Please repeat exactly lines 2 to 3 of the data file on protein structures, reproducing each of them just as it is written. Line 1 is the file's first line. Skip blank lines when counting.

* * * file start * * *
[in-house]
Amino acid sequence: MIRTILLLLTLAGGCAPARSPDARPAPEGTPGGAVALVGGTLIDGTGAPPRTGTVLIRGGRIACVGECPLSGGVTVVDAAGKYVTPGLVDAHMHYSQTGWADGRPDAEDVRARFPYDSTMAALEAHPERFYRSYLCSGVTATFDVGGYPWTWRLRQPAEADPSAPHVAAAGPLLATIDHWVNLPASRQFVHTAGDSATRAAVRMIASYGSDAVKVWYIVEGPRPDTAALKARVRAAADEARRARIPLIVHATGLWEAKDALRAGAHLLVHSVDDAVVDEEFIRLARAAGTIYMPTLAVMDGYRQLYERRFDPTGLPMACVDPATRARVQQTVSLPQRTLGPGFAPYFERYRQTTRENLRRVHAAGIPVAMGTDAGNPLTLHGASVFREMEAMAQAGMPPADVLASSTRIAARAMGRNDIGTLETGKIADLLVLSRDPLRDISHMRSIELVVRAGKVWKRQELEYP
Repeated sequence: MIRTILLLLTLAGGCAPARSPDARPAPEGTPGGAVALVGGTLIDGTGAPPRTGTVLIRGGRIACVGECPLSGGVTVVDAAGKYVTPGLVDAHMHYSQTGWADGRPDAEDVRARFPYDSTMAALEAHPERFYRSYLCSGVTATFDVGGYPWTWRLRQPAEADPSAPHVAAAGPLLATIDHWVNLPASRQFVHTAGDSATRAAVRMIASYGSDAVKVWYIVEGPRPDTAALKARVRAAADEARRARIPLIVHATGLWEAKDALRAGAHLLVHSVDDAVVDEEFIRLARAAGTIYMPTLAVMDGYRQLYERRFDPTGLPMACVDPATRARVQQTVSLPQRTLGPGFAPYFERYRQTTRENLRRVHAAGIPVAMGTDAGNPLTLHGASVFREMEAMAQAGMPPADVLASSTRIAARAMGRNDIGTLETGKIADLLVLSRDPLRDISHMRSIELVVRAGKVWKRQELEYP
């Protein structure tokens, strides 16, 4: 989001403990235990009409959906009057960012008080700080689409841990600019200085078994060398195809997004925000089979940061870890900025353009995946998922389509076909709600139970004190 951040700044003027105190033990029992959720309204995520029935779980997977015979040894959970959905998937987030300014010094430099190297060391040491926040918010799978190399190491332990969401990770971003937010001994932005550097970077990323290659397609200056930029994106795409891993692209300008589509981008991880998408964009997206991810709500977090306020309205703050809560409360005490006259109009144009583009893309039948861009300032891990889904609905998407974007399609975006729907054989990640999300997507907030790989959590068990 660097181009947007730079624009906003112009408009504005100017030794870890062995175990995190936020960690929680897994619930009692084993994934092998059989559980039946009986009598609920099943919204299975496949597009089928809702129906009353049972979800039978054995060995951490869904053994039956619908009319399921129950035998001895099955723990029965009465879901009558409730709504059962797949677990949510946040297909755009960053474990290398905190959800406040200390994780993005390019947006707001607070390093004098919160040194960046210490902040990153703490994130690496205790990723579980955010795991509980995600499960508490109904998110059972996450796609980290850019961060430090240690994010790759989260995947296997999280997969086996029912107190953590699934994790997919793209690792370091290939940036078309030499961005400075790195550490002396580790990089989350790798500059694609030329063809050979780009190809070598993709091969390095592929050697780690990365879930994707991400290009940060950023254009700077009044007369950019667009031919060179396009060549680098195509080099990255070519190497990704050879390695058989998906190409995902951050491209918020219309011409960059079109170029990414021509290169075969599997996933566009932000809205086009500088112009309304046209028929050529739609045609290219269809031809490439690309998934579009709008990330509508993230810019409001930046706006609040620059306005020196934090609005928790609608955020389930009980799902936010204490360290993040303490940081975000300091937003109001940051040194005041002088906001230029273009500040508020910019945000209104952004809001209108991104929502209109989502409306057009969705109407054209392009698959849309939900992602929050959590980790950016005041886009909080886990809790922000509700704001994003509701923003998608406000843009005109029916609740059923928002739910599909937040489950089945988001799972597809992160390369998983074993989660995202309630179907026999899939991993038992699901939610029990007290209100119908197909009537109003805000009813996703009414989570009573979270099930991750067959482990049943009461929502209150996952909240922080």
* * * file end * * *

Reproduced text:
Amino acid sequence: MIRTILLLLTLAGGCAPARSPDARPAPEGTPGGAVALVGGTLIDGTGAPPRTGTVLIRGGRIACVGECPLSGGVTVVDAAGKYVTPGLVDAHMHYSQTGWADGRPDAEDVRARFPYDSTMAALEAHPERFYRSYLCSGVTATFDVGGYPWTWRLRQPAEADPSAPHVAAAGPLLATIDHWVNLPASRQFVHTAGDSATRAAVRMIASYGSDAVKVWYIVEGPRPDTAALKARVRAAADEARRARIPLIVHATGLWEAKDALRAGAHLLVHSVDDAVVDEEFIRLARAAGTIYMPTLAVMDGYRQLYERRFDPTGLPMACVDPATRARVQQTVSLPQRTLGPGFAPYFERYRQTTRENLRRVHAAGIPVAMGTDAGNPLTLHGASVFREMEAMAQAGMPPADVLASSTRIAARAMGRNDIGTLETGKIADLLVLSRDPLRDISHMRSIELVVRAGKVWKRQELEYP
Repeated sequence: MIRTILLLLTLAGGCAPARSPDARPAPEGTPGGAVALVGGTLIDGTGAPPRTGTVLIRGGRIACVGECPLSGGVTVVDAAGKYVTPGLVDAHMHYSQTGWADGRPDAEDVRARFPYDSTMAALEAHPERFYRSYLCSGVTATFDVGGYPWTWRLRQPAEADPSAPHVAAAGPLLATIDHWVNLPASRQFVHTAGDSATRAAVRMIASYGSDAVKVWYIVEGPRPDTAALKARVRAAADEARRARIPLIVHATGLWEAKDALRAGAHLLVHSVDDAVVDEEFIRLARAAGTIYMPTLAVMDGYRQLYERRFDPTGLPMACVDPATRARVQQTVSLPQRTLGPGFAPYFERYRQTTRENLRRVHAAGIPVAMGTDAGNPLTLHGASVFREMEAMAQAGMPPADVLASSTRIAARAMGRNDIGTLETGKIADLLVLSRDPLRDISHMRSIELVVRAGKVWKRQELEYP